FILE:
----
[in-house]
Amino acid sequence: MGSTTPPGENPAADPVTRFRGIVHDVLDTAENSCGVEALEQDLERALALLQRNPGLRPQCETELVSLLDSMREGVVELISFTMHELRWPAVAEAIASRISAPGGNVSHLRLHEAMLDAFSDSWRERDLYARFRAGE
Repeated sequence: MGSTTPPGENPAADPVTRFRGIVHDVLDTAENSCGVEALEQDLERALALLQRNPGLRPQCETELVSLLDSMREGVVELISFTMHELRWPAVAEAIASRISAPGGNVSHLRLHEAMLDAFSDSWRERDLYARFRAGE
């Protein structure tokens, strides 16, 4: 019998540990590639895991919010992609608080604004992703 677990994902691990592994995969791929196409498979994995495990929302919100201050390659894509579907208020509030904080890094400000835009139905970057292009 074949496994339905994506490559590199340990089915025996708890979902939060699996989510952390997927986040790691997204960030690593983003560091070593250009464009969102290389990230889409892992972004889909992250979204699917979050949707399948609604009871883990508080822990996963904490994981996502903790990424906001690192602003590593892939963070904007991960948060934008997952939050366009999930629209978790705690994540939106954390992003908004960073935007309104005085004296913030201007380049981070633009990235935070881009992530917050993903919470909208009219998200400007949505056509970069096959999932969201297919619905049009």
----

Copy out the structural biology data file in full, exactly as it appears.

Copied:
[in-house]
Amino acid sequence: MGSTTPPGENPAADPVTRFRGIVHDVLDTAENSCGVEALEQDLERALALLQRNPGLRPQCETELVSLLDSMREGVVELISFTMHELRWPAVAEAIASRISAPGGNVSHLRLHEAMLDAFSDSWRERDLYARFRAGE
Repeated sequence: MGSTTPPGENPAADPVTRFRGIVHDVLDTAENSCGVEALEQDLERALALLQRNPGLRPQCETELVSLLDSMREGVVELISFTMHELRWPAVAEAIASRISAPGGNVSHLRLHEAMLDAFSDSWRERDLYARFRAGE
């Protein structure tokens, strides 16, 4: 019998540990590639895991919010992609608080604004992703 677990994902691990592994995969791929196409498979994995495990929302919100201050390659894509579907208020509030904080890094400000835009139905970057292009 074949496994339905994506490559590199340990089915025996708890979902939060699996989510952390997927986040790691997204960030690593983003560091070593250009464009969102290389990230889409892992972004889909992250979204699917979050949707399948609604009871883990508080822990996963904490994981996502903790990424906001690192602003590593892939963070904007991960948060934008997952939050366009999930629209978790705690994540939106954390992003908004960073935007309104005085004296913030201007380049981070633009990235935070881009992530917050993903919470909208009219998200400007949505056509970069096959999932969201297919619905049009």